Homeworking is a valuable and at times essential part of the supply chain, providing specialist components and flexibility in reaction to production demands. In addition, the opportunity to work off site can offer advantages to the workers, enabling paid work to be balanced with domestic and family responsibilities. However, homeworkers can be among the most vulnerable and marginalised workers in any supply chain.
The below is intended as additional guidance to assist suppliers in ensuring compliance to the InTheStyle Code of Conduct in regards to any homeworkers in their supply chain.
It is vital that any homeworker is declared in advance to, and approved by In The Style. Suppliers must have accurate mapping of the contractors used to distribute homeworking, and the general location and number of workers involved; suppliers and factories must document communication of the InTheSyle ethical policy to these contractors and should nominate a senior manager responsibility for monitoring the conditions against the code.
Where workers are paid according to output, manufacturers must agree prices with contractors based on a clear and documented work time study which include sufficient provision for workers to be paid at least the legal minimum wage.
All documentation on contractors, code agreements, workers location and costing models should be available for review upon request.
The definition of homework is based upon the International Labour Organisation (ILO)
the term homework means work carried out by a person, to be referred to as a homeworker,
- in his or her home or in other premises of his or her choice, other than the workplace of the employer;
- for remuneration;
- which results in a product or service as specified by the employer, irrespective of who provides the equipment, materials or other inputs used, unless this person has the degree of autonomy and of economic independence necessary to be considered an independent worker under national laws, regulations or court decisions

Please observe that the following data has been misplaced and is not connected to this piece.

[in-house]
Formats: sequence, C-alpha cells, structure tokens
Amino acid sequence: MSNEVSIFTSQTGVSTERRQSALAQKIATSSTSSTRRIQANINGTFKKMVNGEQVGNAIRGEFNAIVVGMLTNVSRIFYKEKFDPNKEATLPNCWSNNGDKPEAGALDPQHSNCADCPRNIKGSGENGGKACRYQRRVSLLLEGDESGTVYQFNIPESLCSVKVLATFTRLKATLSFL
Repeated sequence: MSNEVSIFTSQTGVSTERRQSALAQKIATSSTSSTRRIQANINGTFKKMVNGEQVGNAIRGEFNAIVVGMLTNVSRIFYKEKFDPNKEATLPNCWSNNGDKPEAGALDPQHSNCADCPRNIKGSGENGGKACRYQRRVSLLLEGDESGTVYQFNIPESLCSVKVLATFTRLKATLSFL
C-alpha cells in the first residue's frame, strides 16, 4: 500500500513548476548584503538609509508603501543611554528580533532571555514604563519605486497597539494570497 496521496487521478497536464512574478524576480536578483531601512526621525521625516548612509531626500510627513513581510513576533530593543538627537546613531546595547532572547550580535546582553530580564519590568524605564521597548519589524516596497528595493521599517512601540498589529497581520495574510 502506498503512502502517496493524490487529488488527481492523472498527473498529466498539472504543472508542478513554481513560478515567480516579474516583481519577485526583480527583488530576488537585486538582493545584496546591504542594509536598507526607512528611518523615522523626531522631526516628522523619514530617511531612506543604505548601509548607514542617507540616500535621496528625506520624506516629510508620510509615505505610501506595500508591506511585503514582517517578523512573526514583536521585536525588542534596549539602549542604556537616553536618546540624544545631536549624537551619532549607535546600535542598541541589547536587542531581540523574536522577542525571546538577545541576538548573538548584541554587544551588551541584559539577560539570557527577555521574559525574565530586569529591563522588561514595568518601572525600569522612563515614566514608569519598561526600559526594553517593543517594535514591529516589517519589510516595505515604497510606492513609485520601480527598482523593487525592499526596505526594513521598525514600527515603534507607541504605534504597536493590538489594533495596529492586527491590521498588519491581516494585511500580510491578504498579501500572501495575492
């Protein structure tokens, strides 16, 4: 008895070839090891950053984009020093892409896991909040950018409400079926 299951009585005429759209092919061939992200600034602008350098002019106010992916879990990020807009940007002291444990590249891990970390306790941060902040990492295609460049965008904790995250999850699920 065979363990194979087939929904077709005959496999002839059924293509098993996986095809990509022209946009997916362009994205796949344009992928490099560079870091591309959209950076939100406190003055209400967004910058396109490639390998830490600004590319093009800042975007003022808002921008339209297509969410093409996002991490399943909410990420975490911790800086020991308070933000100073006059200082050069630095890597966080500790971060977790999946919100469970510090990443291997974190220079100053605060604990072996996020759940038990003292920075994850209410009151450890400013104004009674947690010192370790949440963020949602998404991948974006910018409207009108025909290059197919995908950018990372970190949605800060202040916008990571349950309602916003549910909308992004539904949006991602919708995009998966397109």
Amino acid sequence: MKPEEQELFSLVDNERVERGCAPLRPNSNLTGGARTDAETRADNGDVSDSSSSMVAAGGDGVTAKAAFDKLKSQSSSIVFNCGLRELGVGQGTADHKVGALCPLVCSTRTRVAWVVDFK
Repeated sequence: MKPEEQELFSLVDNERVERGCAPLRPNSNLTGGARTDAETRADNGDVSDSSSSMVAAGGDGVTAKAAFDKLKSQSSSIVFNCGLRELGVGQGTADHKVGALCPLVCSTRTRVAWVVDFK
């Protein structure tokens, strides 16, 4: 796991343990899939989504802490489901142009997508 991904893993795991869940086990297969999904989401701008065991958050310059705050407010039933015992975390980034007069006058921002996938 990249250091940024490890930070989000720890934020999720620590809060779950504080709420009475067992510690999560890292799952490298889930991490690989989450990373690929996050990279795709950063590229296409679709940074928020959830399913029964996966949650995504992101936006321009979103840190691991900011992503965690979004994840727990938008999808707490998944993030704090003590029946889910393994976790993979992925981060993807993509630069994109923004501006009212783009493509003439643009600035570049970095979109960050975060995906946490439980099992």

- persons with employee status do not become homeworkers within the meaning of this Convention simply by occasionally performing their work as employees at home, rather than at their usual workplaces;
The term employer means a person, natural or legal, who, either directly or through an intermediary, whether or not intermediaries are provided for in national legislation, gives out homework in pursuance of his or her business activity.
- Employment is freely chosen.
- Homeworkers must not be subjected to forced or bonded labour.
- They must be carrying out homework on a voluntary basis.
- Wages should not be withheld or delayed, and homeworkers should not be forced to work to pay off debts.
- Freedom of association and the right to collective bargaining are respected.
- Homeworkers have the right to establish or join organisations and trade unions of their own choosing, to participate in the activities of such organisations, and to engage in collective bargaining on issues related to their work. This should be facilitated at a local level.